The visit by Brazil's president to the Middle East at first appears like another instance of a left-leaning Latin American president engaged in mischief. The itinerary of Luiz Inacio Lula da Silva features stops in Jerusalem and Ramallah, where disputes involving his continent's big neighbour to the north, the United States, have only become more complicated. There is also a lingering suspicion that his sojourn is merely an attempt to inoculate himself politically ahead of a controversial visit to Iran in May, which has caused a few raised eyebrows in the Gulf. But by throwing Brazil's weight behind the Middle East peace process, this logic goes, the Brazilian leader is seeking to strengthen his credibility as a peacemaker and his current position that further sanctions against Tehran for failing to come clean on its nuclear programme are premature. Mr Lula also represents the sentiments of more than a few people when he says the Middle East peace process requires "someone with neutrality" to speak to all sides - an obvious commentary on Washington's tattered role of honest broker.
While Mr Lula doubtless has politics on his mind, it would be a misreading of his visits to the region to conclude that they are ill-considered. Brazil deserves a prominent place on the international stage. It is the world's fifth-largest country with the world's fifth-largest population - at least seven million of whom are of Lebanese or Syrian descent. Within a decade, Brazil is likely to have the world's fifth-largest economy. Mr Lula's diplomatic ambitions are in keeping with the rise of Brazil's standing, marked by Rio de Janeiro's selection as the site of the 2016 Summer Olympics.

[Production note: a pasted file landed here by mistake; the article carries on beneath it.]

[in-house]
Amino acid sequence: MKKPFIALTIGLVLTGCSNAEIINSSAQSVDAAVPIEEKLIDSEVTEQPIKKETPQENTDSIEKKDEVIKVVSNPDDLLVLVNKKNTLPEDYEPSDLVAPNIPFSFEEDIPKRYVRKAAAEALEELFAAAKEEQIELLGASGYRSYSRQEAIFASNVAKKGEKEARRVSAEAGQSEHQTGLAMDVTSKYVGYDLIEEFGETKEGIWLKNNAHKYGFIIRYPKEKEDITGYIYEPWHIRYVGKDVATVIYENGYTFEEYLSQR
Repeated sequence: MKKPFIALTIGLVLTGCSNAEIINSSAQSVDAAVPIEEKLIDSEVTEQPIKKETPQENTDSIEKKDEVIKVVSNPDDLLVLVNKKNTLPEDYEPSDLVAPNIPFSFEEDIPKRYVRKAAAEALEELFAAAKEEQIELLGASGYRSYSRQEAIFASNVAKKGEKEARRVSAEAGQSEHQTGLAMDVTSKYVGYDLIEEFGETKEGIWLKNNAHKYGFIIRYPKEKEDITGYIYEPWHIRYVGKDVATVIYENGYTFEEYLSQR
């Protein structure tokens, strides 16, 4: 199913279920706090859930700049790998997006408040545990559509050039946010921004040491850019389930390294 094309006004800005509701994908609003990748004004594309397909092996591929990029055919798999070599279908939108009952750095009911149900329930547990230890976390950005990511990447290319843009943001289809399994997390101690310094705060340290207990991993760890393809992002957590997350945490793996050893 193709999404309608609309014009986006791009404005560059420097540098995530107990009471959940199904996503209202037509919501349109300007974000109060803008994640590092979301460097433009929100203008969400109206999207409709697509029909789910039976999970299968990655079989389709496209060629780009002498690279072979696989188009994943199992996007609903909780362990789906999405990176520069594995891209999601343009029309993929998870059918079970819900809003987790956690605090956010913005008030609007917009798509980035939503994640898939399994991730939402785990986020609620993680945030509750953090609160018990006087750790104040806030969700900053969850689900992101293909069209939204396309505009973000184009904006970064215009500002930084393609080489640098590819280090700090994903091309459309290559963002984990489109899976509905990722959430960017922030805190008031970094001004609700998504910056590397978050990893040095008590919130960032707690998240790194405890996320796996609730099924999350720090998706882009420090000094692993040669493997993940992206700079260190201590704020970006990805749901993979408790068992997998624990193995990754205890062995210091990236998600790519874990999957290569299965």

The real test for Mr Lula will come during his visit to Tehran this spring when the idea of engagement with Iran will perhaps have its last major test before tougher sanctions are imposed. Brazil wants no repeat of the 2003 UN Security Council vote for military intervention in Iraq. In its view, the vote, based on inconclusive evidence about weapons of mass destruction, undermined the principle of collective security and demonstrated how the non-proliferation regime could be manipulated by stronger states against weaker ones.
Equally tricky for Mr Lula will be dealing with the Iranian government's treatment of its political opposition. It would be ironic, to say the least, if a man who was imprisoned by a military dictatorship in the 1970s for his trade-union activities allowed the Iranian government to use his presence in Tehran to dignify its harsh treatment of its opponents. Mr Lula can play a useful role if he succeeds in winning Tehran's compliance with UN resolutions and helping avert an unnecessary or unjustified war over Tehran's nuclear programme. We wish him luck.